Assessing the Start of Nate Stanley’s Career

Story by Levi Thompson

IOWA CITY – Perhaps the biggest question entering the 2017 Iowa Football season was who would replace the graduating C.J. Beathard at quarterback.

Less than a week before the home opener against Wyoming, that question was answered. Head Coach Kirk Ferentz announced that Nate Stanley would be the guy to get the first chance.

Since then, we’ve been treated to the promising highs and the disappointing lows of a new sophomore quarterback. Despite some glaring mistakes, Stanley has guided the Hawkeyes to a 3-0 record and is one of the best (statistical) quarterbacks in the Big Ten.

Let’s look through, game by game, how Stanley performed in non-conference play.

Game 1 vs Wyoming: W 24-3

8-for-15, 125 yards, 3 TD, 1 INT, QBR: 39.9

In his first start, Stanley took a while to get settled in. After staring 0-4 with an interception, he completed eight of his next 11 passes and threw for three touchdowns.

The numbers don’t jump off the page because he only threw 15 times, compared to 41 rushing attempts from the Iowa offense. The offense relied very little on Stanley’s arm in game one, which gave him a chance to settle in and not feel too much pressure to perform. He can thank Akrum Wadley and James Butler for leading the ground attack.

Stanley also lost a pair of fumbles in the game after holding onto the ball too long and not throwing balls away. Game one was for learning. Stanley learned some lessons the hard way, but he learned them nonetheless.

Game 2 @ Iowa State: W 44-41 (OT)

27-for-41, 333 yards, 5 TD, 0 INT, QBR: 83.6

First true road start against a rising in-state rival could have been a recipe for disaster (and it nearly was for Iowa fans), but Stanley kept his head on straight.

“He looked a lot more comfortable out there,” Ferentz said. “He made some beautiful throws.”

Some throws were good, but some were not as good. On at least four occasions in the game, Stanley overthrew wide-open receivers who had glided through the Cyclone secondary. Had he connected on just one or two, the game would have likely been over before overtime.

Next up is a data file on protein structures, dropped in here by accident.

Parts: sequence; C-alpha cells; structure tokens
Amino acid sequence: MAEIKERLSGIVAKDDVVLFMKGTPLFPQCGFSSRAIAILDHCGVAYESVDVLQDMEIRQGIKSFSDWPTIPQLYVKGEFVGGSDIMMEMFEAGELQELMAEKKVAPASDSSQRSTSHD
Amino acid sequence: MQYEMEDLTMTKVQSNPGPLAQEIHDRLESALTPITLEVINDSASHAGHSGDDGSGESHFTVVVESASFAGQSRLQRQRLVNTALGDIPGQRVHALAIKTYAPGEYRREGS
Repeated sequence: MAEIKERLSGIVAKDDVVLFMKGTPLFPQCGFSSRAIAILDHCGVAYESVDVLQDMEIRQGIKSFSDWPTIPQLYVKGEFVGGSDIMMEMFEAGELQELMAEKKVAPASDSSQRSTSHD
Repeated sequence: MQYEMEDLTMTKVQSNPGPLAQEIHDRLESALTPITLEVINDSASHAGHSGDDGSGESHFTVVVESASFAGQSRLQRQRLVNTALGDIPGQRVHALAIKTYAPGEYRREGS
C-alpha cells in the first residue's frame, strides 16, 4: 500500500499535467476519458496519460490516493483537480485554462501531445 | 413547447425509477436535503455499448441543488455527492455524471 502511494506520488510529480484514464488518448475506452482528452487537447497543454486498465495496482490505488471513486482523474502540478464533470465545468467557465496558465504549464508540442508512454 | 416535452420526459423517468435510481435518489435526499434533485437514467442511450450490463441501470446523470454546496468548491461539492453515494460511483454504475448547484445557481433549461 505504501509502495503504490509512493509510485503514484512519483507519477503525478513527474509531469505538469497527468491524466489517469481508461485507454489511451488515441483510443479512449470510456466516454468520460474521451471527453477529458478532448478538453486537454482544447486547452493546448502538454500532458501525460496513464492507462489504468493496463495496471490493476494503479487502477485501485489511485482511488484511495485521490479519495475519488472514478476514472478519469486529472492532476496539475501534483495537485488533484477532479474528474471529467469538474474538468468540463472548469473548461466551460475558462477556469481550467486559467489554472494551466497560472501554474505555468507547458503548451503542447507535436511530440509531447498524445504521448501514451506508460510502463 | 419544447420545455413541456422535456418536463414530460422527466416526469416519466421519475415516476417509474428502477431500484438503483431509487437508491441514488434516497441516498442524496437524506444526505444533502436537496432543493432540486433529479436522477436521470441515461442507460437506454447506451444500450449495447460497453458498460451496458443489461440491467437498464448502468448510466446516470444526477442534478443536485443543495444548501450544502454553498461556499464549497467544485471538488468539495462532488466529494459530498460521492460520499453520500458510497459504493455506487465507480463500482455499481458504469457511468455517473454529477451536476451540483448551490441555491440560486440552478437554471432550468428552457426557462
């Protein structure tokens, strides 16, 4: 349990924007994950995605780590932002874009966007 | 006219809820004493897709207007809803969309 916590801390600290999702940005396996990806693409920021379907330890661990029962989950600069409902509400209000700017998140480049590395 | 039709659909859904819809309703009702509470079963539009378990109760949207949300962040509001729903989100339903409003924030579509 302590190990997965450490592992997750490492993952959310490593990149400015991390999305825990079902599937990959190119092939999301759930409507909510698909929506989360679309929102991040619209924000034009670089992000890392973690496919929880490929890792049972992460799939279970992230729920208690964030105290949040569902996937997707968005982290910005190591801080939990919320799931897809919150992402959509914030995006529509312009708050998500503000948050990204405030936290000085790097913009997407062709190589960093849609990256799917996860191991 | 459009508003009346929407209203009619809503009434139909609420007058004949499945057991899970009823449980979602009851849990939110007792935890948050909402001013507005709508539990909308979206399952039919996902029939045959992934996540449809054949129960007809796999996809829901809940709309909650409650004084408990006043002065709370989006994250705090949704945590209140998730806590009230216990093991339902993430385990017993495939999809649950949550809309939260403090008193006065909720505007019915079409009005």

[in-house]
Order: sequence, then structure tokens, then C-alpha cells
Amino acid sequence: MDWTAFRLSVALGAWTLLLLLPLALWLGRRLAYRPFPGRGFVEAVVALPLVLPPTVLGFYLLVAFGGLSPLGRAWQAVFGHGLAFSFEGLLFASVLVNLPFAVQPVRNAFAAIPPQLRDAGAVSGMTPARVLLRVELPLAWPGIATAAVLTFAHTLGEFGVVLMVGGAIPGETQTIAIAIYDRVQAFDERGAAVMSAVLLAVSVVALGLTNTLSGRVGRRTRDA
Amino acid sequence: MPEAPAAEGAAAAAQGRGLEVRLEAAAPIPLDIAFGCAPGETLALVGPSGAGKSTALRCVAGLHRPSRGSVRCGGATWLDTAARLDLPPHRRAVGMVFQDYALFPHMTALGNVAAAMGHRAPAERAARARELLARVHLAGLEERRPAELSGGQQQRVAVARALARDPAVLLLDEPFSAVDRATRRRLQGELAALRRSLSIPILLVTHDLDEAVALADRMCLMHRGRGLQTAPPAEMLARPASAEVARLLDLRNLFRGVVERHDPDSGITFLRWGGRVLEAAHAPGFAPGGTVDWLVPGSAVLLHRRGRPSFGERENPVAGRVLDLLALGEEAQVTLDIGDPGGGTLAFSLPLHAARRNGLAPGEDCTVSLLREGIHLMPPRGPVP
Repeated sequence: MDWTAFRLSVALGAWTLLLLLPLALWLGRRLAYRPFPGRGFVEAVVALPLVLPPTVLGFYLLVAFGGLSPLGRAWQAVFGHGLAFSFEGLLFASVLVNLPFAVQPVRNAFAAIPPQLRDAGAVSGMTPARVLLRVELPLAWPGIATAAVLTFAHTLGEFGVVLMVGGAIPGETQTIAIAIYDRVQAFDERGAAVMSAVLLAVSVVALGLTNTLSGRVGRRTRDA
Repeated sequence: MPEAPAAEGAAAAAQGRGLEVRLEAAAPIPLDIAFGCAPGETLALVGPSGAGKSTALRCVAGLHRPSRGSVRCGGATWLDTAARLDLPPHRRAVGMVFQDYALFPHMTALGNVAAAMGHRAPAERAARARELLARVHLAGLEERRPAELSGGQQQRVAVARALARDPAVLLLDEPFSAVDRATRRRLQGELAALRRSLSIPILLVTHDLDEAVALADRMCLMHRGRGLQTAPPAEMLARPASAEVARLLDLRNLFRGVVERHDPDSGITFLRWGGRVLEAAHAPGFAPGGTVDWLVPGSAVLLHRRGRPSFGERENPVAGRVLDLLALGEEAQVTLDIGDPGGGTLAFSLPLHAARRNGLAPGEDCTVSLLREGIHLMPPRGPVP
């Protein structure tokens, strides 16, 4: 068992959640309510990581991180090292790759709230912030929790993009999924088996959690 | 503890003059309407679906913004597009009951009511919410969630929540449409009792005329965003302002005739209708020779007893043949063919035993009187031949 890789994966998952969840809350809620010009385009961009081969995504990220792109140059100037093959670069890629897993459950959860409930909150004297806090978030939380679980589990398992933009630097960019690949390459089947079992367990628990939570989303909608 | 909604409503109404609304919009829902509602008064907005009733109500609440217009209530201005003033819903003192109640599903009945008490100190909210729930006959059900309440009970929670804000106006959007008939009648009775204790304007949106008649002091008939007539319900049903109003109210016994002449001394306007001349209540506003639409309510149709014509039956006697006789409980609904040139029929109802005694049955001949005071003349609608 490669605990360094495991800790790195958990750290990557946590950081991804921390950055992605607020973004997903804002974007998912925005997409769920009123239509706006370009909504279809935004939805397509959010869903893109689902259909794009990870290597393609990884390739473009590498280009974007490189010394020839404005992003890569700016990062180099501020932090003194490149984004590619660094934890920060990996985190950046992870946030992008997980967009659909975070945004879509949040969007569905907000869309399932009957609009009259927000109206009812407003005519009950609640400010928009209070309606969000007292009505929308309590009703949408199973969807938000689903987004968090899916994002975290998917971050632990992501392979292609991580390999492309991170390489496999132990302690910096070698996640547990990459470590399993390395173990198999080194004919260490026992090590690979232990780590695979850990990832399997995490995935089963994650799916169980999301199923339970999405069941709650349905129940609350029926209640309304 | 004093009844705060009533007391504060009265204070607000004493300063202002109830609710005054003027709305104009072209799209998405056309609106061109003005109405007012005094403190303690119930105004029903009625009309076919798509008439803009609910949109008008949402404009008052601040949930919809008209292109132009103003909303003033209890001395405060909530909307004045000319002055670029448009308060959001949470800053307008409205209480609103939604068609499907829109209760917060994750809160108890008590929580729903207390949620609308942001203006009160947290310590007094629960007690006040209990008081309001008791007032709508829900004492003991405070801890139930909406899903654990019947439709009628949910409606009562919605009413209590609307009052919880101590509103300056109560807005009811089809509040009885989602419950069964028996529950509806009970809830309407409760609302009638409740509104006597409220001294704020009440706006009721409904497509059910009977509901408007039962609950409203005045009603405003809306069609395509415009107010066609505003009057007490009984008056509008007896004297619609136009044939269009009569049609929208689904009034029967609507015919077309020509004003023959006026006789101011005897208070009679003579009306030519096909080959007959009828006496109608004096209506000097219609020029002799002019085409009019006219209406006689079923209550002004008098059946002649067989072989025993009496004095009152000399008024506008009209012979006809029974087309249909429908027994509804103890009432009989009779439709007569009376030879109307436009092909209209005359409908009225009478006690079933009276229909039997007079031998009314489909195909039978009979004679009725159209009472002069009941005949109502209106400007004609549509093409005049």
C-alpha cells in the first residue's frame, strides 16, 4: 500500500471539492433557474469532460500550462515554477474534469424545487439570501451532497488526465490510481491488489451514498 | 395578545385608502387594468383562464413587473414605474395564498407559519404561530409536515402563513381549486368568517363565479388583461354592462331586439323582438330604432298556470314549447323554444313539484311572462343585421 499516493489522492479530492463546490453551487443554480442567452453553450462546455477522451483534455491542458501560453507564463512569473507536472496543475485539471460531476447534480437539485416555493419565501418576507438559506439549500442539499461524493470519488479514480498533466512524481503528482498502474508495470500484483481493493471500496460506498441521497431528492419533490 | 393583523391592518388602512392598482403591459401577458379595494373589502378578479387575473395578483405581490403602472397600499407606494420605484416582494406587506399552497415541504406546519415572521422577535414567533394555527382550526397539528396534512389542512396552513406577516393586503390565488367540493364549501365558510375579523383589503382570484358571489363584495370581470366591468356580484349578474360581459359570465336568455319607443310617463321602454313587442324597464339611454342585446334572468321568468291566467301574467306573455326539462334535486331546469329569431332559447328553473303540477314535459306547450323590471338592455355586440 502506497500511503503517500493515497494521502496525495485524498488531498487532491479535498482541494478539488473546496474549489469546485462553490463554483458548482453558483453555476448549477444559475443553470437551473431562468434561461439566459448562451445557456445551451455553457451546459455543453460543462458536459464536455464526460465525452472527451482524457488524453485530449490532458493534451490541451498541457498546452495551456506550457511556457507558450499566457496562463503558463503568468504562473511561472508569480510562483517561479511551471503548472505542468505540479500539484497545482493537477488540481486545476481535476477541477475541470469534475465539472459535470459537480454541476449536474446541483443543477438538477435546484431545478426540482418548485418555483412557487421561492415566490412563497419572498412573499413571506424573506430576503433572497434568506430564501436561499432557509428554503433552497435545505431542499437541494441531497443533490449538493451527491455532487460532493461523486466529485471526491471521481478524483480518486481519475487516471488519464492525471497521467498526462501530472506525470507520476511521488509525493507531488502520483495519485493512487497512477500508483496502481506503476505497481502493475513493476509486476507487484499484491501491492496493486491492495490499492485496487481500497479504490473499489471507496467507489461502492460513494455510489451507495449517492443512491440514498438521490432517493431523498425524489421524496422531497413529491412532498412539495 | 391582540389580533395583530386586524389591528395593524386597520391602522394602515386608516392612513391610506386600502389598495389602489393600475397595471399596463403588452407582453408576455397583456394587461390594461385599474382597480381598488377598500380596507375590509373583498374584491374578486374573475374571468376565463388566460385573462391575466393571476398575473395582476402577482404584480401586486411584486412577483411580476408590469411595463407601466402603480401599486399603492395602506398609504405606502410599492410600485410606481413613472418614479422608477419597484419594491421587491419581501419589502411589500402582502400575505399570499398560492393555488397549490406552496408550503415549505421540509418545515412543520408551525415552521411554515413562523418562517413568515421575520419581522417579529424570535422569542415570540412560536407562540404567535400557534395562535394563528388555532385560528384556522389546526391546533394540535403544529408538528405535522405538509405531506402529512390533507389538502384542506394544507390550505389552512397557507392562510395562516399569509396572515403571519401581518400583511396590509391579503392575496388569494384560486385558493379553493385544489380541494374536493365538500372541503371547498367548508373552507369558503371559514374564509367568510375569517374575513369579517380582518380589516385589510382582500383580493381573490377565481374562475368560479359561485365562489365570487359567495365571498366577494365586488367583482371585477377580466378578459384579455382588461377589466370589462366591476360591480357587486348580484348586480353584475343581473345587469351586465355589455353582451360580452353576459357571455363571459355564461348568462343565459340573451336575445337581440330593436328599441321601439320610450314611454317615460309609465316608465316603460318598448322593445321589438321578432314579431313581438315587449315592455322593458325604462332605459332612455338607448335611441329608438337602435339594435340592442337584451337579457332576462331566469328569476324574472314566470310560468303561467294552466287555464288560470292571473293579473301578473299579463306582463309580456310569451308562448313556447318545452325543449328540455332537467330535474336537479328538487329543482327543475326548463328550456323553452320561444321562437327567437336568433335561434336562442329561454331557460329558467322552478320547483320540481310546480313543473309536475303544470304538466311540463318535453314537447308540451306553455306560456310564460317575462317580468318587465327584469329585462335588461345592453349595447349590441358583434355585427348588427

“You get that done in practice, and we missed them in practice too,” Ferentz said. “There is usually a correlation. We’ll keep throwing them. At some point we hope to bring them in.”

Missed throws or not, Stanley led his team to victory in enemy territory. The Hawkeyes marched down the field for four touchdowns drives of 89 or more yards and used Stanley’s five touchdown passes to top Iowa State. Stanley’s performance earned him Co-Offensive Player of the Week in the Big Ten.

Game 3 vs North Texas: W 31-14

16-for-27, 197 yards, 2 TD, 0 INT, QBR: 62.6

Stanley’s week three performance was the ultimate culmination of the good and the bad. His eleven misfires included some more overthrows on deep balls – plus one underthrow to Ihmir Smith-Marsette – but he also stayed calm, which is his staple.

“I think he’s done a good job,” Ferentz said. “He’s improved. That’s the biggest thing.”

While not his best game, Stanley did make big plays when needed. On the day, the Hawkeyes were successful on four out of five fourth-down conversions, with two conversions coming on Stanley completions to Noah Fant.

Stanley also completed five passes on eight third down attempts – one of the non-conversions led to a fourth-down TD pass to Fant – and connected with six different receivers in the game.

The North Texas game wasn’t pretty, but it wasn’t ugly either. At the end of it, Stanley got a win and guided his team to a 3-0 record.

Overall Assessment

To put a letter grade on it, Stanley has earned a solid “B.” After all, he is 3-0 in his first three career starts, and he has already been named a Co-Offensive Player of the Week in the Big Ten. On top of that, his 10 touchdowns in three games is the best stretch for an Iowa quarterback in the Kirk Ferentz era and leads the Big Ten. Not bad for the quarterback of a run-first offense.

On the flip side, there is the glaring issue of missed shots down the field. The overthrows at Iowa State could have been the difference in the game. Fortunately for Stanley, the Hawkeyes still left Ames with the win. Had they lost the fan reaction to those overthrows would have been a bit different. When it comes to those overthrows it appears that his composure in the pocket is good, his footwork is solid, and he clearly has the arm strength to make the play, they just haven’t fallen. In fact, his arm strength may be the issue. It’s likely one of those situations where he doesn’t want to underthrow and risk the interception so he ends up putting a little too much on each pass. He just needs to find the happy medium. Hawkeye fans hope that type of touch will come with experience.

The team can live with overthrows on gutsy down field shots, but missing short yardage passes is crippling. Stanley hasn’t done that since the first quarter of his first game.

Conference play will give us a much better idea of how good Nate Stanley really is, but so far, he’s off to a solid start. The game against Penn State on Saturday will be his next test.

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